Lookout: 7 Signs That Your Child May Have Retained Reflexes
“Chronological age and intelligence are not the only criteria for learning success. Developmental readiness for formal education is equally important. Developmental testing of motor skills is carried out regularly in the first year of life, but when responsibility moves from the domain of medicine (midwife, pediatrician, and health visitor) to education at the time of school entry, a child’s developmental readiness in terms of physical development is not assessed as a matter of routine.” – Attention, Balance and Coordination: the A.B.C. of learning success by Sally Goddard Blythe
We have a growing problem in the education system that Sally Goddard Blythe highlights so beautifully in the quote above: our children are expected to perform academically based on their age rather than their developmental maturity. When they struggle or fail, we look at their symptoms rather than the underlying problems. What is worse, most of the professionals working with these children do not even know how to assess for developmental maturity. I created this list to help point out a few of the main signs that I see in children with Neuro-Developmental Delay.
Please note that retained reflexes cannot be diagnosed by symptoms alone. The only way to know for sure if your child has retained reflexes it to take your child to a licensed practitioner and have a diagnostic assessment done.
1. They overreact to loud noises or sudden changes.
This is a classic symptom of a retained Moro reflex. The Moro is the infant startle reflex. It is extremely sensitive to sudden changes in head position or any of the five senses (light, sound, touch, taste and smell). When the Moro is triggered, it sets off a physiological fight-or-flight response and temporarily blocks access to the higher levels of the brain. Children with a retained Moro can experience this surge of stress hormones during seemingly inconsequential events. This can make them overly sensitive to unexpected changes like a loud noise or bright light. Most children react negatively but some have adapted to this surge of hormones and use it as an “adrenaline rush”. They may become overly excitable and hyperactive rather than fearful, angry and defensive.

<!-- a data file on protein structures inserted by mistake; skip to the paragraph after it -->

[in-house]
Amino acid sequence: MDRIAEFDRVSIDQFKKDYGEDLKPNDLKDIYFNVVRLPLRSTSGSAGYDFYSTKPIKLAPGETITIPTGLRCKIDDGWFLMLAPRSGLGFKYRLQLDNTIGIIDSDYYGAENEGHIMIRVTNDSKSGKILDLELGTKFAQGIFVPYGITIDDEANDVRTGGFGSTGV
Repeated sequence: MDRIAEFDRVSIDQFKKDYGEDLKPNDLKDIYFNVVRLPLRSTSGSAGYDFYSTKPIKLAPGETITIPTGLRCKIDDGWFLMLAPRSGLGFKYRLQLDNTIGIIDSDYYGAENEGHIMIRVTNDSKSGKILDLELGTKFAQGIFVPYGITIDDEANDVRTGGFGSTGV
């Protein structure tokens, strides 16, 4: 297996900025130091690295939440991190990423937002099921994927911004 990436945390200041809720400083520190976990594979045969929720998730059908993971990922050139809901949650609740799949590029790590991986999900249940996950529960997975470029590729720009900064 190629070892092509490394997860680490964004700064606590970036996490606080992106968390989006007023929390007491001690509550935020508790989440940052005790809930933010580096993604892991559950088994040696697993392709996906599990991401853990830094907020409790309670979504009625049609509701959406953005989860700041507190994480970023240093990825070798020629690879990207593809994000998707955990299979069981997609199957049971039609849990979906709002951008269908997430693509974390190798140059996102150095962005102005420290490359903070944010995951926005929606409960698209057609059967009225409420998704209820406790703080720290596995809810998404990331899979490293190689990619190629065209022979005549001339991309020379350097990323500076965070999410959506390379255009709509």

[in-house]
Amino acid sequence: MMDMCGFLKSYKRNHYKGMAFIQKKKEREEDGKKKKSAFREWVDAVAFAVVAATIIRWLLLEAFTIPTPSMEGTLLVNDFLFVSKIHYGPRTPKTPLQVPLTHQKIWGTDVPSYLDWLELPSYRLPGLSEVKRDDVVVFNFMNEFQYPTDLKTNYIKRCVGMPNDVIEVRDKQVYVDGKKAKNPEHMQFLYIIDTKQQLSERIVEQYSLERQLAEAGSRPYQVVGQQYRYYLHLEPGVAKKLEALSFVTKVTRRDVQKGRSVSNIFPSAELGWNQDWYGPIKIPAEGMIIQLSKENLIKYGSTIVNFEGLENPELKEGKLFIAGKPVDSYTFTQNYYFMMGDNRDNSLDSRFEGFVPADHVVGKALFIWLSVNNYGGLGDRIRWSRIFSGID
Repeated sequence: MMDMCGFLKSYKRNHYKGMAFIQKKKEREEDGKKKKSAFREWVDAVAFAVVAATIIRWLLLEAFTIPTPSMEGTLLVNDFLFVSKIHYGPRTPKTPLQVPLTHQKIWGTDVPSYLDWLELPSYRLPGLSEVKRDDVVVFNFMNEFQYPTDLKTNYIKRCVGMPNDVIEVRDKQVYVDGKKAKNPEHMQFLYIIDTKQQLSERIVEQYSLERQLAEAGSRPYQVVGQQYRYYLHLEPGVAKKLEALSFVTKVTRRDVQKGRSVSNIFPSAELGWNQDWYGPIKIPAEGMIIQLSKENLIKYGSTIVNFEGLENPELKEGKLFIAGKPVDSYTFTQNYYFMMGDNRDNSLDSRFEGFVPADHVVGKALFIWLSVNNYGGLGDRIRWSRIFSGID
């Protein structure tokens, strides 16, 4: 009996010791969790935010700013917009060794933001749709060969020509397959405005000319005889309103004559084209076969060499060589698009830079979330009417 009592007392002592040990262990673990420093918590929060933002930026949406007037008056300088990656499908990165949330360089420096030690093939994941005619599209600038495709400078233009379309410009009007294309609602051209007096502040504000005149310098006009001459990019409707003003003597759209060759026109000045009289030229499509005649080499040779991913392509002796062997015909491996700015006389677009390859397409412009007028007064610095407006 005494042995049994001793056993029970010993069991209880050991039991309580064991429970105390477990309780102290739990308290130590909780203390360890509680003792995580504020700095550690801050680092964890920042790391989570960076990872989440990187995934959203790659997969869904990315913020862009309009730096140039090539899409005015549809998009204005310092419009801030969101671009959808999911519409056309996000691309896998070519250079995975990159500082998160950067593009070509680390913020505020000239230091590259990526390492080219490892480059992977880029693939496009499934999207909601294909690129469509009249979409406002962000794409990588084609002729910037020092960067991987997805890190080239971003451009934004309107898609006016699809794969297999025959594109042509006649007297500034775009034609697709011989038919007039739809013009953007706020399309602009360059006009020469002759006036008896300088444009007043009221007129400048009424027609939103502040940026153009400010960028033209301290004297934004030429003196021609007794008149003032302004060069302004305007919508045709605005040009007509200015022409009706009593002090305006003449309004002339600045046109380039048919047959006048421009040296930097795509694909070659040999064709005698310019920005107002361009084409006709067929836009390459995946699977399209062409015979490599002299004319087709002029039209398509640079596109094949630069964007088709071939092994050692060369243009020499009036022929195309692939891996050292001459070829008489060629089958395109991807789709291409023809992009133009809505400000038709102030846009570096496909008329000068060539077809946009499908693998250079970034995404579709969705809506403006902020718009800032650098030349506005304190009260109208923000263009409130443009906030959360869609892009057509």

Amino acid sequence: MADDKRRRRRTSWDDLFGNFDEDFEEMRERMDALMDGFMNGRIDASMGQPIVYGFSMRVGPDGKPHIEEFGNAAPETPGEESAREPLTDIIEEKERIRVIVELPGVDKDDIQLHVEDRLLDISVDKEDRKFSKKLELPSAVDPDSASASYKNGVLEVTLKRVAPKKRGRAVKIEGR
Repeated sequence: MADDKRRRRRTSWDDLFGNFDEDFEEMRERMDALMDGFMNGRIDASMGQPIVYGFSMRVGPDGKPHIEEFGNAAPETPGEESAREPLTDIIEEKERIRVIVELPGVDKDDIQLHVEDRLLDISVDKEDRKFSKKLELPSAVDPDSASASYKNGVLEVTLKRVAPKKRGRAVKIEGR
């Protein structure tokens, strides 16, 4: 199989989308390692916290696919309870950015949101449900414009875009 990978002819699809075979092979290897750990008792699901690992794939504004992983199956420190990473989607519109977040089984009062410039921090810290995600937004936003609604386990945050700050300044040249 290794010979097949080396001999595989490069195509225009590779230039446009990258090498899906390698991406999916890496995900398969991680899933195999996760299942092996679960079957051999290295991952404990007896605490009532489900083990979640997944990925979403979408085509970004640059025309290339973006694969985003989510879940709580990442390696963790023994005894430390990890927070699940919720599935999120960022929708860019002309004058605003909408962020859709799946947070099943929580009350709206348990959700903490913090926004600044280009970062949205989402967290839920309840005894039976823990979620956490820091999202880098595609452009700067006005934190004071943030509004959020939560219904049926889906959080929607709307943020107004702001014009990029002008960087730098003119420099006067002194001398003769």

2. They sit with their legs in the W position.
Recently, there has been a big push to inform parents of the dangers of W-sitting (concerns about bone and muscle development) and to encourage them to correct this behavior in their children. The problem is that for most children this sitting position is more than just a bad habit. This position provides a wide stable base for children who are moving and twisting while playing on the floor. Children who have an immature postural system (system that allows them to maintain balance and stability) have less control over their body and need more stability. W-sitting is also a very comfortable position for children with a retained Symmetric Tonic Neck Reflex (STNR). The STNR breaks up the upper and lower halves of the body. When one half is flexed the other half is extended. Children with a retained STNR often sit like this because they want their legs flexed while their arms are extended.
3. They are easily distracted.